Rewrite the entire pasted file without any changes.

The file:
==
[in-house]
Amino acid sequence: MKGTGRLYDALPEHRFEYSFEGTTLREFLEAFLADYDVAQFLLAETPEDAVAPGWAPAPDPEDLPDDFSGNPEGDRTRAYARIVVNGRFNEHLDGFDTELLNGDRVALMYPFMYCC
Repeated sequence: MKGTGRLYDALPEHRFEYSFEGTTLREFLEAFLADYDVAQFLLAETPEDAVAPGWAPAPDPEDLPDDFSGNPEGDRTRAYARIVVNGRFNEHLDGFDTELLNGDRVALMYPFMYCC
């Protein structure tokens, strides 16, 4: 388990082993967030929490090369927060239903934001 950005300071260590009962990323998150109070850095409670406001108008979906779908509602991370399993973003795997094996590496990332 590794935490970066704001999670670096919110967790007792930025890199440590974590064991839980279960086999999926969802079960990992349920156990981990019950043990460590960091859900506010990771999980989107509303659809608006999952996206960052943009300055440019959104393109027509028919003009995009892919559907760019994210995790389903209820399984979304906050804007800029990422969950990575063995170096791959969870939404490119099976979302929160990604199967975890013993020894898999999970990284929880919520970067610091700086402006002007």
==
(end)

[in-house]
Amino acid sequence: MKGTGRLYDALPEHRFEYSFEGTTLREFLEAFLADYDVAQFLLAETPEDAVAPGWAPAPDPEDLPDDFSGNPEGDRTRAYARIVVNGRFNEHLDGFDTELLNGDRVALMYPFMYCC
Repeated sequence: MKGTGRLYDALPEHRFEYSFEGTTLREFLEAFLADYDVAQFLLAETPEDAVAPGWAPAPDPEDLPDDFSGNPEGDRTRAYARIVVNGRFNEHLDGFDTELLNGDRVALMYPFMYCC
């Protein structure tokens, strides 16, 4: 388990082993967030929490090369927060239903934001 950005300071260590009962990323998150109070850095409670406001108008979906779908509602991370399993973003795997094996590496990332 590794935490970066704001999670670096919110967790007792930025890199440590974590064991839980279960086999999926969802079960990992349920156990981990019950043990460590960091859900506010990771999980989107509303659809608006999952996206960052943009300055440019959104393109027509028919003009995009892919559907760019994210995790389903209820399984979304906050804007800029990422969950990575063995170096791959969870939404490119099976979302929160990604199967975890013993020894898999999970990284929880919520970067610091700086402006002007």